Gebru was referring to the alarming ease with which people fall under AI’s spell, a phenomenon memorably embodied in one of the earliest forays into text-based algorithms. Released in 1966 by MIT professor Joseph Weizenbaum, ELIZA was the world’s first chatbot. Designed to impersonate a therapist, it would reflect back a user’s statements with open-ended questions and prepared responses (“My mother never loved me” would trigger “Please go on” or “Tell me more.”) Weizenbaum’s goal was to explore a computer’s capacity for conversation.
Instead, he was alarmed by how completely users were taken in by ELIZA’s shallow repartee; his own secretary once insisted he leave the room so she could talk to the program in private. Credulity even extended to graduate students who had watched him build ELIZA from scratch. Sherry Turkle, a social scientist and Weizenbaum’s colleague, called it “the ELIZA effect,” which she defined as “human complicity in a digital fantasy.” We can see this effect in the love-struck language Racter’s programmers used to describe the moment their creation came to life. “We stared at each other (as Keats might have) ‘with a wild surmise . . . ’ A machine performing arithmetic operations had just addressed us in our own language.” The programmers knew that “address” was an illusion—they had created it. Yet Racter’s scripted, anthropomorphic performance was enough to enchant and disarm. When it comes to AI, it seems, we can always be counted on to be easy marks, to fall for the trap we ourselves set. We want AI to win.
Why would GPT-3 be any different? So prepared are we to believe in its powers—to praise, as Meghan O’Gieblyn did in n+1, its “syntax of profundity”—that we look past any evidence to the contrary. When it comes to its poetry, we will accept the claim for the deed—even as GPT-3’s poems ring dead. They have no sense of conviction, build no internal pressure, achieve no meaningful closure. GPT-3’s supercharged subroutines can, on demand, crank out endless, near instantaneous, strangely compelling turns of phrase. (Made to channel Wallace Stevens, it once yielded: “I must have / Grey thoughts and blue thoughts walk with me / If I am to go away at all.”) But drawing readers into a shared experience begins with mastering the trick of joining up the best of your phrasemaking into a standalone work, a memorable unity. And GPT-3 can’t.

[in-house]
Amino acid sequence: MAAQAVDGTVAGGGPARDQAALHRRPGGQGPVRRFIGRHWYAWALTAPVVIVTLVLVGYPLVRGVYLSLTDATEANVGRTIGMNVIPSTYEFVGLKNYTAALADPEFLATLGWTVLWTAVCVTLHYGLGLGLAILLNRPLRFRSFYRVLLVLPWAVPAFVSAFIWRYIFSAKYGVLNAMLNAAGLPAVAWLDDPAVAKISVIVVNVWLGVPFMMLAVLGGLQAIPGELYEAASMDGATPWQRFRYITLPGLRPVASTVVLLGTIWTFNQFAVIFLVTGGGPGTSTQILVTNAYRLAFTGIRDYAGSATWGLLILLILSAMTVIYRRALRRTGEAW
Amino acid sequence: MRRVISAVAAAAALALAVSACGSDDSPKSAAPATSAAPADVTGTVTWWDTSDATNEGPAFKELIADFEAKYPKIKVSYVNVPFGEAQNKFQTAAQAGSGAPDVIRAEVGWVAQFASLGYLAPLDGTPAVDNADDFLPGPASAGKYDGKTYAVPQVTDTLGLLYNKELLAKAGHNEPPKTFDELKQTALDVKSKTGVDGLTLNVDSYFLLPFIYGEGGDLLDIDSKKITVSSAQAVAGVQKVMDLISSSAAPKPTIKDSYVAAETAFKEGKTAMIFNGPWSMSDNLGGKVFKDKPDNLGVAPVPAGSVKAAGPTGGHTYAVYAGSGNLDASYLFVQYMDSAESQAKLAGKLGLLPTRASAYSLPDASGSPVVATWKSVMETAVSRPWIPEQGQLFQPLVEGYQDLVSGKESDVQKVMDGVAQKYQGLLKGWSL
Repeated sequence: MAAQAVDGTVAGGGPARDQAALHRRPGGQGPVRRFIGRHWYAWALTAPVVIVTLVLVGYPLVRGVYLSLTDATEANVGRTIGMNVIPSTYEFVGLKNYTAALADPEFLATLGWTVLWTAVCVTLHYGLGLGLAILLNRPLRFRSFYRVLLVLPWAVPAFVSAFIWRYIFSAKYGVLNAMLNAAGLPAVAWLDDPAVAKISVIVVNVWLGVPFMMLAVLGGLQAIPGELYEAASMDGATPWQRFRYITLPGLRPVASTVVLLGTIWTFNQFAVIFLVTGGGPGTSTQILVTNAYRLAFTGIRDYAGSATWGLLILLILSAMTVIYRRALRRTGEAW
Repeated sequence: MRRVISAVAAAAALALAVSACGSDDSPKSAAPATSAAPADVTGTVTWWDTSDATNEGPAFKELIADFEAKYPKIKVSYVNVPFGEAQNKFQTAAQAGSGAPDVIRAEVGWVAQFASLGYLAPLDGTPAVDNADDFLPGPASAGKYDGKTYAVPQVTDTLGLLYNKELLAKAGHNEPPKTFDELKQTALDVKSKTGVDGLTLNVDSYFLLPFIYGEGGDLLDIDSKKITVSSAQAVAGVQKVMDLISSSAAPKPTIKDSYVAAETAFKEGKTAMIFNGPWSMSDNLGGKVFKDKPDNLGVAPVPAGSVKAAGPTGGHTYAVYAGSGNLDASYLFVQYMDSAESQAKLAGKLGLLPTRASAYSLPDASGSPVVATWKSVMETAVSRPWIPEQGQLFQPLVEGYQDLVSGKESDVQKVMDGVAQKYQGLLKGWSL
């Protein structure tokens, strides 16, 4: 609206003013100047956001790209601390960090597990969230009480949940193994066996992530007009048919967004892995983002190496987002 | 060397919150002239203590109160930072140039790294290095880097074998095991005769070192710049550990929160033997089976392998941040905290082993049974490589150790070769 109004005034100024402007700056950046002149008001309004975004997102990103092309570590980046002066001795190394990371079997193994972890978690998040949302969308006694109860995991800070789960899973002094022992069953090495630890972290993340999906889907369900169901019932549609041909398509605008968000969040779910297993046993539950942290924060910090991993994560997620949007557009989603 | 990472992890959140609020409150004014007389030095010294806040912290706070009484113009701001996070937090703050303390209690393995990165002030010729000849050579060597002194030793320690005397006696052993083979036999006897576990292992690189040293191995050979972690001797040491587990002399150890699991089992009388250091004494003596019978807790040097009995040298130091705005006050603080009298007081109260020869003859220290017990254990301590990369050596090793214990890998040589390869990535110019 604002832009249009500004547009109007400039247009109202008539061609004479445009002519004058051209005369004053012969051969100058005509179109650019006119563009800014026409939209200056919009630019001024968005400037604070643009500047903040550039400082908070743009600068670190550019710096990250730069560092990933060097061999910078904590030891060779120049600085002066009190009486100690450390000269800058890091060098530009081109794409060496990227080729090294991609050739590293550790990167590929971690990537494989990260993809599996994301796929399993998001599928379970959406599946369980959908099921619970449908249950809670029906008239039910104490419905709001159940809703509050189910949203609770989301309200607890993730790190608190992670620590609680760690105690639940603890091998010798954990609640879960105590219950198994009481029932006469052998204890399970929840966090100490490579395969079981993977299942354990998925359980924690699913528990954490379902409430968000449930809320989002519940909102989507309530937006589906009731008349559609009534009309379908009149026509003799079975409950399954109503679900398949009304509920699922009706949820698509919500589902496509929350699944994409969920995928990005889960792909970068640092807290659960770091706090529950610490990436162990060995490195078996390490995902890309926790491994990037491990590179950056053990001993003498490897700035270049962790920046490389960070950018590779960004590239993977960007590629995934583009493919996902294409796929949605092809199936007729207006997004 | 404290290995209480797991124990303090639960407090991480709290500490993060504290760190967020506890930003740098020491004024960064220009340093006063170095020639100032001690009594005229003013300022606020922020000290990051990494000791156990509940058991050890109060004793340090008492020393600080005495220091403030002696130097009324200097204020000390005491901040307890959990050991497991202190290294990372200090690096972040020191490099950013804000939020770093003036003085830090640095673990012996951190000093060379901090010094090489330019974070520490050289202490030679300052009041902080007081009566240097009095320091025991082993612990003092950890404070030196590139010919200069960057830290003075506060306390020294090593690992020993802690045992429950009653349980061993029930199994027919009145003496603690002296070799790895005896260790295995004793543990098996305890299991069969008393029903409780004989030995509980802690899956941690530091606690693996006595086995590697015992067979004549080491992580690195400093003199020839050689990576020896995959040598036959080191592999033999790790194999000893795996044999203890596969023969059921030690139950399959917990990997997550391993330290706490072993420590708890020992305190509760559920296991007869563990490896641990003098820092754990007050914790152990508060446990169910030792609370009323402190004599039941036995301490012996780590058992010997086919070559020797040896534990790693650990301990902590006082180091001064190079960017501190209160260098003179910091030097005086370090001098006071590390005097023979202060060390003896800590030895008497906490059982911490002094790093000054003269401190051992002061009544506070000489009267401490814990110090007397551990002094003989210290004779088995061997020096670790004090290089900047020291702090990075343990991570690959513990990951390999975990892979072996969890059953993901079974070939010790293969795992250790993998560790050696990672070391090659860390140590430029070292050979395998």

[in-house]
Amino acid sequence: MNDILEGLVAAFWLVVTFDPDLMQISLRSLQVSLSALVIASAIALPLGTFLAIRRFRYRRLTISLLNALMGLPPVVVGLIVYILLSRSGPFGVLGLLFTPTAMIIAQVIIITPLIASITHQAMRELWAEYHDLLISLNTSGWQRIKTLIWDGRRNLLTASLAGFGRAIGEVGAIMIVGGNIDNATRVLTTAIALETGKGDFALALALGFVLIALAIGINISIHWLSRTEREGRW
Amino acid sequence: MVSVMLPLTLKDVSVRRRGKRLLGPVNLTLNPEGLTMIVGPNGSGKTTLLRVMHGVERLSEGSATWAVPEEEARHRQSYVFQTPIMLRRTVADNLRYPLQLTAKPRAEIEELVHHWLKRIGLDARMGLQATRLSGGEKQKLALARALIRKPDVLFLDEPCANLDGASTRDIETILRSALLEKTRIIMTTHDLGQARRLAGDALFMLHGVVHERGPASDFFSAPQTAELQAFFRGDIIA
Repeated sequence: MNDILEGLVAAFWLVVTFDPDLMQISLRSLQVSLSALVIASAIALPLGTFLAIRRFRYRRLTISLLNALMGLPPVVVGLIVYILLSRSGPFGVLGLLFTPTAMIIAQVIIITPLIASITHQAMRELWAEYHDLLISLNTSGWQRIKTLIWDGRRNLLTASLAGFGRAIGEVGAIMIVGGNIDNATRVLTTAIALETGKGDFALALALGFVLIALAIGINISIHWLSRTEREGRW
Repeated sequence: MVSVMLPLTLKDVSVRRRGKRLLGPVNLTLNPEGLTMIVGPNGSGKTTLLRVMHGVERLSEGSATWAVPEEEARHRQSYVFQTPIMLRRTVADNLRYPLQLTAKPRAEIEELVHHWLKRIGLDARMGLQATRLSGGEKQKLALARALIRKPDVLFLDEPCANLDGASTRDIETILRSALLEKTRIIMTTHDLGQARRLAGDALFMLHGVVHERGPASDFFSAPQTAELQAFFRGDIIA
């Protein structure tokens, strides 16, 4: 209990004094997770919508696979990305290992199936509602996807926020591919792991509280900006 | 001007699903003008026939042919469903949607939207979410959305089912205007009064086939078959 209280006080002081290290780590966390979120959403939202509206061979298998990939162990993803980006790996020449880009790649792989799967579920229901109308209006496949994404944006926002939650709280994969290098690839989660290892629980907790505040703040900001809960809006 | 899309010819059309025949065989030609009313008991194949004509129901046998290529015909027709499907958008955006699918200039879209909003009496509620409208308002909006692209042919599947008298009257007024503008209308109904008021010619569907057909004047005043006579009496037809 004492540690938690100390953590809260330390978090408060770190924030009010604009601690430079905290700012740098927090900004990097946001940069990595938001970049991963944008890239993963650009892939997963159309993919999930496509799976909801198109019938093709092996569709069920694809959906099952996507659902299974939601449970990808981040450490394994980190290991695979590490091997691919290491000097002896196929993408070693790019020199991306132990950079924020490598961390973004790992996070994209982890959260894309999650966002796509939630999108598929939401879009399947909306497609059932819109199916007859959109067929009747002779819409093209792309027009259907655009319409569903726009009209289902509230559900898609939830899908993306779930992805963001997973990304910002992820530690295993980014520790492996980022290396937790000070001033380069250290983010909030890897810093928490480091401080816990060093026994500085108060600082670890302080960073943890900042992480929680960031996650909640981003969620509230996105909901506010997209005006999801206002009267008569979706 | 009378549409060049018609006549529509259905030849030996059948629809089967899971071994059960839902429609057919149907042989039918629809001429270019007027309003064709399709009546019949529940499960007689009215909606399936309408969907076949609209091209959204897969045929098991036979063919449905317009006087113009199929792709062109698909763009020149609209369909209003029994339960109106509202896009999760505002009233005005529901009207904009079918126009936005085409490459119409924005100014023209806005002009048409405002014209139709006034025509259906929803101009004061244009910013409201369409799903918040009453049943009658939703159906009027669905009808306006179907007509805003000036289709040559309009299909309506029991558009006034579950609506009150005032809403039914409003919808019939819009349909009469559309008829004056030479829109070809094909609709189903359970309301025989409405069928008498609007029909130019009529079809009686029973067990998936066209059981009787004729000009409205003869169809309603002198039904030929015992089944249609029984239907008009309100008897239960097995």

That failure matters. As natural language processing, or NLP—the field GPT-3 belongs to and has dramatically extended—takes centre-stage in AI, machines that can, as Turing put it, “compete on equal terms” with poets have become prestige projects. It’s no coincidence that, each time a new threshold is smashed, poetry is soon offered up as evidence of the breakthrough. The most profound exercise of full human consciousness, poetry has long been coveted as a benchmark for silicon-based minds, the ultimate proof of concept. Not only were its principles present at the founding of artificial intelligence as a field—the 1956 conference that set out to design machines able to “use language, form abstractions and concepts”—but every step in eroding the line between robots and people has been marked by a poetry generator. When famed futurist Ray Kurzweil wanted to sell the public on the idea of a thinking machine in the late 1980s, he began by inventing a “Cybernetic Poet.” In fact, you can even argue that the pursuit of machine poetry has driven entire sectors of AI, helping push the limits of what language models can now do. A 2013 symposium on artificial intelligence held at Exeter University declared the art form a “particularly valuable domain” because solving it would lead to advances on many fronts—including fixing the problems that still plague AI’s sensation du jour, GPT-3.
Is it only a question of time? If AI optimists claim bragging rights, it’s because they have demonstrated, again and again, that there is no task a machine won’t eventually crack. Chess was once thought beyond the reach of algorithms because of the cunning and foresight required to play it well. We also doubted that AI could ever cope with Go, the ancient Chinese board game notorious for the astronomical number of positions its rules allow. On both counts, we were wrong: grandmasters were routed. Why would poetry do a better job of holding a mechanical mind at bay?